Actually, I don't care what these foundations do with their money. If it makes them feel good, they can do what they want. I don't want any of my mutual funds to base their investing decisions on discredited junk science. If coal or oil is the best investment, they should invest my money there. Also, I object to New York State putting our tax dollars into a big solar panel plant in Buffalo. Didn't Gov. Cuomo hear about Solyndra? This is a bad decision driven by politics. Solyndra left the government $500 million in the hole. We need to reduce our fossil fuel consumption so future generations have enough. This is a long-term problem, not a short-term crisis. The politicians need a crisis to get us to accept the higher taxes and increased regulations that give them so much power over the people.
—Dennis Ditch

The "climate change" movement is an orchestrated power and money grab by undeserving individuals and organizations. In the ‘70s, it was fear of an impending ice age. Then it was global warming. Now it's climate change. How much more ambiguous can a topic be? The power of the topic of climate change resides in the people, money and agenda behind it. That simple and that's all. Power and control. The media is behind it, the education system (union controlled) is behind it, the liberal progressive socialist communist (all four the same entity) movement is behind it. Climate will always be in flux. Hot one year, cold the next. Dry, then wet. Hundred-year cycles, decade cycles. It's all and only about money and power. Have we forgotten what a bitter cold, long winter we just had? Snow in Texas? The power of propaganda is on display. Guess what—it will be cold in December, followed by warmer temperatures in April! Then rain! We'll hit 90 degree days in July and then do it all over again. Climate change, what a concept.
—Lou Romano

Dumb decision. If you want to change a business, you must be part of it. The discussion is really about stopping the use of fossil fuels for burning to reduce carbon dioxide in the air. “Fossil fuel” should be preserved as a precious resource. For energy supply, use nuclear energy. No carbon dioxide! Radioactive waste is an engineering problem and should be solved like that, and not by greedy legislators milking ignoramuses.
—Ingo H. Leubner, Crystallization Consulting

The most important aspect of divesting holdings in fossil fuel is how the funds will be invested. Preferably, the funds will be invested in renewable energy development.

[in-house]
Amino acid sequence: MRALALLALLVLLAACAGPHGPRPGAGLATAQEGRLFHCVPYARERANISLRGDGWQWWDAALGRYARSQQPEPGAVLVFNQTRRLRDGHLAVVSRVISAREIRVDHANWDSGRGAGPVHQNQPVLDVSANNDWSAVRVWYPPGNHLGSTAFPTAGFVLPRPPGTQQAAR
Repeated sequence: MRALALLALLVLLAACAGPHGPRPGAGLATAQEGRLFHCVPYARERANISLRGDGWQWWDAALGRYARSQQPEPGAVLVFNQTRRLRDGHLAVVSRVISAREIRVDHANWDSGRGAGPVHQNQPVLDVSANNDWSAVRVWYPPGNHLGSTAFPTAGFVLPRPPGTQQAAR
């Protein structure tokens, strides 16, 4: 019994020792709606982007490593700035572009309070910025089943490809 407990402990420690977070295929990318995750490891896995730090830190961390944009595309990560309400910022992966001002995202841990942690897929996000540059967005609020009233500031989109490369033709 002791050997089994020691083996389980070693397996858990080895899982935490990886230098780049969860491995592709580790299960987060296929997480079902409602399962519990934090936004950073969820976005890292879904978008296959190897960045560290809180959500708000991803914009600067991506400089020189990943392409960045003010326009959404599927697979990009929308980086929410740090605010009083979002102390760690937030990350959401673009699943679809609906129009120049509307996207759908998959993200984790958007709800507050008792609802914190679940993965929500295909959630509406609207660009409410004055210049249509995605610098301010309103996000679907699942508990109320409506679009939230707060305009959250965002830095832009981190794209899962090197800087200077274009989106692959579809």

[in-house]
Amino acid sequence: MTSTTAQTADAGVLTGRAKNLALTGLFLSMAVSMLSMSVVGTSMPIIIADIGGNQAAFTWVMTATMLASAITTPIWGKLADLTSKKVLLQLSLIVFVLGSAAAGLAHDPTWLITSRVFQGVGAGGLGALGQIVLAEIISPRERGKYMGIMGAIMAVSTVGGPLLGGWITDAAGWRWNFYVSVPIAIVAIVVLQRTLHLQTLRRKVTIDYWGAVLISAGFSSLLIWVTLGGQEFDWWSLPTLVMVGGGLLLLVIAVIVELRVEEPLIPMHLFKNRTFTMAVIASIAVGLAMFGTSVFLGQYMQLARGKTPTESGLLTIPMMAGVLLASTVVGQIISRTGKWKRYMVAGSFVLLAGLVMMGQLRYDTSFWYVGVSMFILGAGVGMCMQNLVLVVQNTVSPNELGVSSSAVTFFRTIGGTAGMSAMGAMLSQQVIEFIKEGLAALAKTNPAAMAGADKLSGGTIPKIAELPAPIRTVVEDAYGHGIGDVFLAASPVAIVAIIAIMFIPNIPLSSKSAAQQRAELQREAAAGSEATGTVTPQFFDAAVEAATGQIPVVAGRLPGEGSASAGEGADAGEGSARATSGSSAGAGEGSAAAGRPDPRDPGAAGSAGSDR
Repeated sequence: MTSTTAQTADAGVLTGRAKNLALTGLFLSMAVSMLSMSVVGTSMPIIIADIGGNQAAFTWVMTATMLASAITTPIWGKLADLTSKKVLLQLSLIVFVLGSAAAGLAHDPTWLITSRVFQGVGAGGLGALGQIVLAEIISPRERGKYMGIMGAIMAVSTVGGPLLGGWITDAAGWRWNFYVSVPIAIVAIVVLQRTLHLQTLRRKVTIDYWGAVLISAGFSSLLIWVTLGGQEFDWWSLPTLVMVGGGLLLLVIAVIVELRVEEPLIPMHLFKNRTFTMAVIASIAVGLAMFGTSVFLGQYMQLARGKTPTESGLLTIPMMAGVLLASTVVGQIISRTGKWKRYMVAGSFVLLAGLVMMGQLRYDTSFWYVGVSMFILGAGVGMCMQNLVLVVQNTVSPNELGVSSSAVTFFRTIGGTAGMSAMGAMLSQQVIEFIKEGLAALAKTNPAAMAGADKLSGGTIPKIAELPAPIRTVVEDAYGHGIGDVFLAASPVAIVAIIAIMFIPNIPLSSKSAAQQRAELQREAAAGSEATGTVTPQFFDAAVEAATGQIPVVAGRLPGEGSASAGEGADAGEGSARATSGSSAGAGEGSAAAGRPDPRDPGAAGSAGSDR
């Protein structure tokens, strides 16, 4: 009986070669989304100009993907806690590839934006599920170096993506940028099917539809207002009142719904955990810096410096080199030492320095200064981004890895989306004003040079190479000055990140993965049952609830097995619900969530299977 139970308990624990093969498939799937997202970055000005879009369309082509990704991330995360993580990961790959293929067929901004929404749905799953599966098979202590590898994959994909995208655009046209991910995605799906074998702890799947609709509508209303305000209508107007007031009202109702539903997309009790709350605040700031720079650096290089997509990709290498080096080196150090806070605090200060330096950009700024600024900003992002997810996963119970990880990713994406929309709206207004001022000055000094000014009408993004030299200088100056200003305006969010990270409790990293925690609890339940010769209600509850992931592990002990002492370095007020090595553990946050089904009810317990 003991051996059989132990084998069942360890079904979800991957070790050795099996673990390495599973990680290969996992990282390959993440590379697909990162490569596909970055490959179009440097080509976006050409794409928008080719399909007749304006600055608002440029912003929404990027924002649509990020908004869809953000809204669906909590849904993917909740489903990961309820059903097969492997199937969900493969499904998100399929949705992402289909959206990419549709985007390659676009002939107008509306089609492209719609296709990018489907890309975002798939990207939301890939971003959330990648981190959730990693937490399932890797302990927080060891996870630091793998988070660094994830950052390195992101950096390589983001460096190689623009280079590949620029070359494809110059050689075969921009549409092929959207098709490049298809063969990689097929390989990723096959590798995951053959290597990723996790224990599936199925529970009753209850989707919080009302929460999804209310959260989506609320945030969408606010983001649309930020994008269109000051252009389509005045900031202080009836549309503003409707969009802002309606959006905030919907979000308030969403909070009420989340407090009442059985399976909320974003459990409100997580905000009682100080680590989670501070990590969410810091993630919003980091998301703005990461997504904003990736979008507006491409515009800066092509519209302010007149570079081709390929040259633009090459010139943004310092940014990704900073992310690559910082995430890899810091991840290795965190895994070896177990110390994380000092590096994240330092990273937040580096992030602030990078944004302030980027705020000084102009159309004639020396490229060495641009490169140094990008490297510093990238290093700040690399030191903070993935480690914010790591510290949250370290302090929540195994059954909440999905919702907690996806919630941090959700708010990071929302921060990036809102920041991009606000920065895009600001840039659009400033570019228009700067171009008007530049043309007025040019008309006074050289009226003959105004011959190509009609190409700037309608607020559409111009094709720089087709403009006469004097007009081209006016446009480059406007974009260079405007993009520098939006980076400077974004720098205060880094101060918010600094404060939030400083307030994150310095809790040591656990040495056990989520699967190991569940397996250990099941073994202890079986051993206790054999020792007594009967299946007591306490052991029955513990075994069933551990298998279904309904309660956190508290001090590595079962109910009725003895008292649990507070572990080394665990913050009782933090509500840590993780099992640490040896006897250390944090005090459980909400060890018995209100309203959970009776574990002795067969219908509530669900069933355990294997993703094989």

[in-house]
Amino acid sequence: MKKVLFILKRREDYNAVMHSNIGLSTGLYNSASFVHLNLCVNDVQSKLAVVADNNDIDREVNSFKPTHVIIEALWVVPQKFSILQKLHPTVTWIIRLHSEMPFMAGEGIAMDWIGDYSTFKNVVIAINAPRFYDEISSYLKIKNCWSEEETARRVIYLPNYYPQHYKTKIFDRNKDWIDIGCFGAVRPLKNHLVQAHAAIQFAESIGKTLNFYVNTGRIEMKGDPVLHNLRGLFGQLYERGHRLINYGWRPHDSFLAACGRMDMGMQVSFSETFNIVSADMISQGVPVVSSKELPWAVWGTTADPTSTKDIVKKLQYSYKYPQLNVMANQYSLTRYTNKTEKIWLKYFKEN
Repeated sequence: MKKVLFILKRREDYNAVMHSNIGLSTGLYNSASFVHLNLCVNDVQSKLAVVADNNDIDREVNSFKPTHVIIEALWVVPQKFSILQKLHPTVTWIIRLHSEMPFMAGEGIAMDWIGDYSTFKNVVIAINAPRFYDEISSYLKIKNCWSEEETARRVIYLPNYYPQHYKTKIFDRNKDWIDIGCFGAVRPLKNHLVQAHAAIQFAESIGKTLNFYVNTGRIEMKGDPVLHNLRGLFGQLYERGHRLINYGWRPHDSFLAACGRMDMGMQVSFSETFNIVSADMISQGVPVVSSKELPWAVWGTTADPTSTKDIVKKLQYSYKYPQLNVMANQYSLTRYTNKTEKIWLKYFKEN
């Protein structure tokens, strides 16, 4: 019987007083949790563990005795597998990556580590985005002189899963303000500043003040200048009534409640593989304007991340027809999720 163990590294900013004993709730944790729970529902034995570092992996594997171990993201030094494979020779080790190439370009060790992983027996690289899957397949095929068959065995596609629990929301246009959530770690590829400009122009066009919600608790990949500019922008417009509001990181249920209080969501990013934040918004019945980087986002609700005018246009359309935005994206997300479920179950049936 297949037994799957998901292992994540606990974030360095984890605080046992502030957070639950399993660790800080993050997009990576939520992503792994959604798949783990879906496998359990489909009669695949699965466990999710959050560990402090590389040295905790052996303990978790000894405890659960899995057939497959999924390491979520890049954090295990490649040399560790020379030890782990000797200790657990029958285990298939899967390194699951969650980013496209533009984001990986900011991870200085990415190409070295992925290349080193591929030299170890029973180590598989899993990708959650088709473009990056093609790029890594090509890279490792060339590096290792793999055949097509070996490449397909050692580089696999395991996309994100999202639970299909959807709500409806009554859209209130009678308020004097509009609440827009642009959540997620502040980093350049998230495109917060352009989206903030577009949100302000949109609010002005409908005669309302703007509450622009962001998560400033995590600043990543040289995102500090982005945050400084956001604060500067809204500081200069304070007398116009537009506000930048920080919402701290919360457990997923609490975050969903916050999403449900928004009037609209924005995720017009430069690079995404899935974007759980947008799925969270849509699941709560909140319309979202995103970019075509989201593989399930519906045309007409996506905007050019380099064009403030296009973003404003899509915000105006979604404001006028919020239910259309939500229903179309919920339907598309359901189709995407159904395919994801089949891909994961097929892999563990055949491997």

—Doug Flood

It would be helpful if the public knew for a fact whether or not we truly have a problem here. For every article I read proving we are ruining the planet, there is an equally convincing article that there is NOT a problem!
—J.A. DePaolis, Penfield


The hysteria of manmade climate change is maddening. There has been climate change on Earth since the beginning when man was absent. Twelve thousand years ago, there were glaciers in the Rochester area that reportedly were 1 to 2 miles high and melted without man’s influence. The surface temperature on Mars has been increasing without man’s influence. The sun, naturally occurring methane releases from volcanos and other sources are the major culprits of climate change on earth, not man. Carbon dioxide is the “food” that sustains green plant life that produces oxygen through photosynthesis. To declare a war on carbon dioxide in the name of the planet is misguided. There are forces in the United Nations and others inside the United States who want to stymie our greatness and destroy American exceptionalism by weighing our economy down with overbearing, unnecessary environmental regulations, carbon taxes, etc. The environmental extremists like Al Gore and Robert F. Kennedy Jr. have been using a Marxist-like propaganda campaign which the old Soviet Union would be proud of. These extremists, the mainstream and left wing media are being used as the useful idiots by our enemies who want to see the U.S. competitive edge eroded. I’m a proponent of solar and wind power without unreasonable tax credits and subsidies. However, let’s use the more efficient resources of natural gas, nuclear, hydropower, oil and clean coal. By intensely harvesting these traditional resources we will become a wealthy, productive, strong nation again. With our national debt nearing $18 trillion, poverty growing, our military weakening and our borders collapsing, it’s time to utilize these wealth creating resources.
—John Rynne, president, Rynne, Murphy & Associates Inc.

This is a serious challenge that will only become worse the longer we wait. The science has long been clear and accepted by all except a few fringe elements and extraction interests. It's happening faster than anyone expected it would, so a change in energy policy is already very late. Redirecting investment can only help.
—Gary Bogue, independent consultant

One volcano eruption reverses all efforts to get rid of gasses! The second Paul Revere.
—John L. Sackett Jr.

On the one hand, it makes good sense to keep our personal environmental areas clean, and to recycle in reasonable and responsible ways. On the other hand, humanity's contribution, if any, to climate change has not been proven to the scientific level of the Law of Gravity, the Speed of Light, the Speed of Sound, etc. Exhibit A is the 1970s Global Cooling hoax.
—Tom Shea, Thomas P. Shea Agency

10/3/14 (c) 2014 Rochester Business Journal. To obtain permission to reprint this article, call 585-546-8303 or email service@rbj.net.